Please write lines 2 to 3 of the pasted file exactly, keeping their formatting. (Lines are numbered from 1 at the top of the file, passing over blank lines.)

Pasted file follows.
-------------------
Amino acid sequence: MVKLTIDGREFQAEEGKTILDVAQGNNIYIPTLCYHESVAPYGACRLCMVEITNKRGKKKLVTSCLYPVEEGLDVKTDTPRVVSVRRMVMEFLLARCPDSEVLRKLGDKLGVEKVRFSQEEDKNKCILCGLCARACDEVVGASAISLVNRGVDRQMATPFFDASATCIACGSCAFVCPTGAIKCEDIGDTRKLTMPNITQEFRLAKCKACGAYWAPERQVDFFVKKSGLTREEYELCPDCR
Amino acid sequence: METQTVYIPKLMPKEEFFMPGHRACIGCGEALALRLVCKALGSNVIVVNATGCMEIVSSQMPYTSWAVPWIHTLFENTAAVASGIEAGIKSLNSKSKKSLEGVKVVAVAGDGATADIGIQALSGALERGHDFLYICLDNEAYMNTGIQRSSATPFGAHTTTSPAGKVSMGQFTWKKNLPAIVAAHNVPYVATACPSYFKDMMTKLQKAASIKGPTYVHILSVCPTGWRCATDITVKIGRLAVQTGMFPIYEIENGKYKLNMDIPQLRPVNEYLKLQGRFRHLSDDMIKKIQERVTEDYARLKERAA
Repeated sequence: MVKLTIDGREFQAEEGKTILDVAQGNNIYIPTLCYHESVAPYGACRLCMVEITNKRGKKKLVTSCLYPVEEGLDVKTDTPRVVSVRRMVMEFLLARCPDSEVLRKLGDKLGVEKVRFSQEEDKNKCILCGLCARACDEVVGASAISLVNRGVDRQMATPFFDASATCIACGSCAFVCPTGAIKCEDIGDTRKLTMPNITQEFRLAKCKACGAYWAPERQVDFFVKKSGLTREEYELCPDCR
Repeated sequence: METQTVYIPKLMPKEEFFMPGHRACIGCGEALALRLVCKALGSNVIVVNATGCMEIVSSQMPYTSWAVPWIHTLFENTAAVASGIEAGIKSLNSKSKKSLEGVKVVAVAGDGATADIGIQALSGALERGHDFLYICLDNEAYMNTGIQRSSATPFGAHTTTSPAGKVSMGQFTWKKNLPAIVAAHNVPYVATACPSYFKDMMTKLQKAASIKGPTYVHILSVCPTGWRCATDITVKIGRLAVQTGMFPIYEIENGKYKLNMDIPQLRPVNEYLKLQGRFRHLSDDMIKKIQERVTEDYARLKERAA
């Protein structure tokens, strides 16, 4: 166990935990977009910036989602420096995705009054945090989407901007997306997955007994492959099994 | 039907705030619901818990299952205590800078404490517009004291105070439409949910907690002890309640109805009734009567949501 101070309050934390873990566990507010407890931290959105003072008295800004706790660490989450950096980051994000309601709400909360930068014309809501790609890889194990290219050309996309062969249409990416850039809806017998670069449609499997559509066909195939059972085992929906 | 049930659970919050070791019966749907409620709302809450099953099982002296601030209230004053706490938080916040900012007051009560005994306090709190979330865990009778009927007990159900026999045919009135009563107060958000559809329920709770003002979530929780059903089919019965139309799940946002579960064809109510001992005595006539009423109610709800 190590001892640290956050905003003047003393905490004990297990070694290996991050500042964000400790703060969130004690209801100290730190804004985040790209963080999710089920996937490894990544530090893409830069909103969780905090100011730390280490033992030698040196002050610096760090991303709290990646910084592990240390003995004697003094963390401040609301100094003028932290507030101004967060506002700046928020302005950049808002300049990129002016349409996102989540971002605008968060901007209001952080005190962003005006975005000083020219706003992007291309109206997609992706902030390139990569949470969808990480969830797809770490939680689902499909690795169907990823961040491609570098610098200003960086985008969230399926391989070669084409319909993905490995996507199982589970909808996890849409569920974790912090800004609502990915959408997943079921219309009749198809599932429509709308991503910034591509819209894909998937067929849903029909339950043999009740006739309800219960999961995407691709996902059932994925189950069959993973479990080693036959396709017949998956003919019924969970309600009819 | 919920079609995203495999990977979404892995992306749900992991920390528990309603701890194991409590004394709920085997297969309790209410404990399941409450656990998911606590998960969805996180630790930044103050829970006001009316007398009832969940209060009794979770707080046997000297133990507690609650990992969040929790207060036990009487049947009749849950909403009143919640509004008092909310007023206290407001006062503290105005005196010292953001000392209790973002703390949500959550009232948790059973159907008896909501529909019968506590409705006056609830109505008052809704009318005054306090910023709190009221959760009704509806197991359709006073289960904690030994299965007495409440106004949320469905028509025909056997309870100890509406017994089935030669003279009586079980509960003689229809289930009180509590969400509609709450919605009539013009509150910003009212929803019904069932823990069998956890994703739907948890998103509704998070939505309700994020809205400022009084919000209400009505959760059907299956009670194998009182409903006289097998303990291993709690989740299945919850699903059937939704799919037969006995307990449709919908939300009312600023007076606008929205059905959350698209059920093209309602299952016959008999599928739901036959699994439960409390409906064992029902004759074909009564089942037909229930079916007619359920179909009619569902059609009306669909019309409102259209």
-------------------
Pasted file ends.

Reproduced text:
Amino acid sequence: METQTVYIPKLMPKEEFFMPGHRACIGCGEALALRLVCKALGSNVIVVNATGCMEIVSSQMPYTSWAVPWIHTLFENTAAVASGIEAGIKSLNSKSKKSLEGVKVVAVAGDGATADIGIQALSGALERGHDFLYICLDNEAYMNTGIQRSSATPFGAHTTTSPAGKVSMGQFTWKKNLPAIVAAHNVPYVATACPSYFKDMMTKLQKAASIKGPTYVHILSVCPTGWRCATDITVKIGRLAVQTGMFPIYEIENGKYKLNMDIPQLRPVNEYLKLQGRFRHLSDDMIKKIQERVTEDYARLKERAA
Repeated sequence: MVKLTIDGREFQAEEGKTILDVAQGNNIYIPTLCYHESVAPYGACRLCMVEITNKRGKKKLVTSCLYPVEEGLDVKTDTPRVVSVRRMVMEFLLARCPDSEVLRKLGDKLGVEKVRFSQEEDKNKCILCGLCARACDEVVGASAISLVNRGVDRQMATPFFDASATCIACGSCAFVCPTGAIKCEDIGDTRKLTMPNITQEFRLAKCKACGAYWAPERQVDFFVKKSGLTREEYELCPDCR